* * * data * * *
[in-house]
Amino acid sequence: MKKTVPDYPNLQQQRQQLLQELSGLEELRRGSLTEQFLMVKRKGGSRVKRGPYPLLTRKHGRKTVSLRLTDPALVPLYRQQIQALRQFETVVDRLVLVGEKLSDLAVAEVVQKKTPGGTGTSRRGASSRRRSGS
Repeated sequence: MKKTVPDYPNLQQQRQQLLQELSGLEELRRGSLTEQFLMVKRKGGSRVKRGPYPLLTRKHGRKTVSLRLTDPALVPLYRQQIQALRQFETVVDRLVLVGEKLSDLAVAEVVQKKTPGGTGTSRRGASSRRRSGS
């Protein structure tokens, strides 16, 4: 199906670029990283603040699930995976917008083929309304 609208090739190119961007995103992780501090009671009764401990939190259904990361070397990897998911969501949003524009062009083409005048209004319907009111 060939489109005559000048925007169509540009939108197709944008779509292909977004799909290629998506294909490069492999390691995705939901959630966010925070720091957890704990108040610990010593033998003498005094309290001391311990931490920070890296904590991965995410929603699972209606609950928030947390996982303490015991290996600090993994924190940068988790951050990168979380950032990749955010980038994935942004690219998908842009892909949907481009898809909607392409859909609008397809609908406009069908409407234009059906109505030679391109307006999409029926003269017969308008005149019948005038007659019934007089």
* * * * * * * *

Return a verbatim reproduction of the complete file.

[in-house]
Amino acid sequence: MKKTVPDYPNLQQQRQQLLQELSGLEELRRGSLTEQFLMVKRKGGSRVKRGPYPLLTRKHGRKTVSLRLTDPALVPLYRQQIQALRQFETVVDRLVLVGEKLSDLAVAEVVQKKTPGGTGTSRRGASSRRRSGS
Repeated sequence: MKKTVPDYPNLQQQRQQLLQELSGLEELRRGSLTEQFLMVKRKGGSRVKRGPYPLLTRKHGRKTVSLRLTDPALVPLYRQQIQALRQFETVVDRLVLVGEKLSDLAVAEVVQKKTPGGTGTSRRGASSRRRSGS
């Protein structure tokens, strides 16, 4: 199906670029990283603040699930995976917008083929309304 609208090739190119961007995103992780501090009671009764401990939190259904990361070397990897998911969501949003524009062009083409005048209004319907009111 060939489109005559000048925007169509540009939108197709944008779509292909977004799909290629998506294909490069492999390691995705939901959630966010925070720091957890704990108040610990010593033998003498005094309290001391311990931490920070890296904590991965995410929603699972209606609950928030947390996982303490015991290996600090993994924190940068988790951050990168979380950032990749955010980038994935942004690219998908842009892909949907481009898809909607392409859909609008397809609908406009069908409407234009059906109505030679391109307006999409029926003269017969308008005149019948005038007659019934007089």